It estimated that the site could produce 250,000 standard cubic feet per day (sfcd).
Data from the Oil & Gas Authority shows that the last full calendar year for gas production at Elswick was 2012, when the site produced up to 37,669 scfd. At its peak, in March 1997, Elswick produced up to 306,000 scfd.
The planning application, currently out for consultation, includes a 61-page planning statement and a 76-page transport plan.
A spokesperson for Roseacre Awareness Group said:
“An awful lot of time and expenditure has been spent for a small conventional gas site that has not produced any gas for many years and one which we doubt makes a lot of money.”
The group was particularly concerned about Cuadrilla’s traffic plans for Elswick.
The company proposes to bring heavy goods vehicles (HGVs) to Elswick along the northern section of what was called the “green route” to its Roseacre Wood site.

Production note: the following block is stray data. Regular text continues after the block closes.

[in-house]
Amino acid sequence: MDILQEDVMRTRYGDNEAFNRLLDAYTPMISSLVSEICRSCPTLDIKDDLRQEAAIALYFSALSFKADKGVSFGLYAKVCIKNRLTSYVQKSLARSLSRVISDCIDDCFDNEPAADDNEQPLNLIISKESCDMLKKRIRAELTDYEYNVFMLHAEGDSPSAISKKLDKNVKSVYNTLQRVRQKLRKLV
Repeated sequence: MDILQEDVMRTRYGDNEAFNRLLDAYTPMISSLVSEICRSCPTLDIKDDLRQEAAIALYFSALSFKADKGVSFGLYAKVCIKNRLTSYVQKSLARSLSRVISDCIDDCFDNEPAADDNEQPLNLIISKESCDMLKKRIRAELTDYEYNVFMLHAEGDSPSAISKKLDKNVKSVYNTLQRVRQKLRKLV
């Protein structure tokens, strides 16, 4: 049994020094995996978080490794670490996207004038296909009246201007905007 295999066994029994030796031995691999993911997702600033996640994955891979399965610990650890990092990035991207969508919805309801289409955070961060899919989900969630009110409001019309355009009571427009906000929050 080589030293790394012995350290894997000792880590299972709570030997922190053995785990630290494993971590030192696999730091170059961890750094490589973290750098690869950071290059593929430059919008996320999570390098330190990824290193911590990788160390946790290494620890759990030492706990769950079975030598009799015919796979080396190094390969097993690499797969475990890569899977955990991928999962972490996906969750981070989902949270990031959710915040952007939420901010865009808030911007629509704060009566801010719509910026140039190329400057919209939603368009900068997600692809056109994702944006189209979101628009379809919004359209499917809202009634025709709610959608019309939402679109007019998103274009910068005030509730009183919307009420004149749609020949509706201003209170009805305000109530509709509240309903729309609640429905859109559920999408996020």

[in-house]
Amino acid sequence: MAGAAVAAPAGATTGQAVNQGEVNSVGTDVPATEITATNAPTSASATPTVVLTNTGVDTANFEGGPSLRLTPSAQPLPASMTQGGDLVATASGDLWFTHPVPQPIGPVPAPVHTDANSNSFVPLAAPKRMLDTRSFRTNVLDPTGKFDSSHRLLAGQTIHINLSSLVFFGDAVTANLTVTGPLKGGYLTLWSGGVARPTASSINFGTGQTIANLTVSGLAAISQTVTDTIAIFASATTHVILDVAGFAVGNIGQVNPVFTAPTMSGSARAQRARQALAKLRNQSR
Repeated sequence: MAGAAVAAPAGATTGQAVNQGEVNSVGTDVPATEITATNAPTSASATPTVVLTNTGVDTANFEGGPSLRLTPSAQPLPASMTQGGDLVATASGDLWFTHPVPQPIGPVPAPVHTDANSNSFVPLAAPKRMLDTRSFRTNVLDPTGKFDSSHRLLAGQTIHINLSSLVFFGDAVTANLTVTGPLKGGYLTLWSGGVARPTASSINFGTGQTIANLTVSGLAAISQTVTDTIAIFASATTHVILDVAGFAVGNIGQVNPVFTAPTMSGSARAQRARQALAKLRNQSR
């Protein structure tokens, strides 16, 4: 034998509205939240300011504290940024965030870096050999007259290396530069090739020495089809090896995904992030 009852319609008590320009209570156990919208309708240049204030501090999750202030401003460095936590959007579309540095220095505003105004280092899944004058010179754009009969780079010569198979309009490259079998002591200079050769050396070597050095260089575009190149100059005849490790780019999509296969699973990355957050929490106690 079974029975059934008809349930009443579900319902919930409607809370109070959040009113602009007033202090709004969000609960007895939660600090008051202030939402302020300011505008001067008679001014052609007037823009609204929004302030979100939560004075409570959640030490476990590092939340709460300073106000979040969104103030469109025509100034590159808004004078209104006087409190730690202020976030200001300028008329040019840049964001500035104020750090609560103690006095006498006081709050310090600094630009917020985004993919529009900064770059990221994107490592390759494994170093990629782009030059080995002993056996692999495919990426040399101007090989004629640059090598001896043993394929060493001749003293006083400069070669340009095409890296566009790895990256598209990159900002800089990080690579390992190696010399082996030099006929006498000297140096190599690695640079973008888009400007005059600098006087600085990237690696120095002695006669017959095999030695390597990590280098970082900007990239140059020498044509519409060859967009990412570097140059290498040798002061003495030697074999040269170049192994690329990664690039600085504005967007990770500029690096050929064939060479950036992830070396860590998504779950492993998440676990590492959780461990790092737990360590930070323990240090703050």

This went from the A585 onto the B5269 Thistleton Road, on to Elswick High Street and then a right turn into Roseacre Road.
In his decision notice refusing permission for Roseacre Wood, Mr Brokenshire said: “there would be additional adverse economic impacts on local business if the green route … were to be used by HGVs visiting the appeal site.”
He also said:
“the green route fails to provide safe and suitable access to the site for all users. The route’s deficiencies combined with the change in the traffic associated with the development would result in real and unacceptable risks to the safety of people using the public highway, including vulnerable road users.”
Consultants for Cuadrilla said:
“Overall, the number of HGV movements over the total five year period, would be negligible when compared to existing vehicle movements using the local road network.
“Even during the peak days of HGV movement, the impact would not be discernible.”
But opponents of the site have pointed to the 40 two-way HGV movements a day that would be generated by plugging and abandonment of the well and restoration of the site.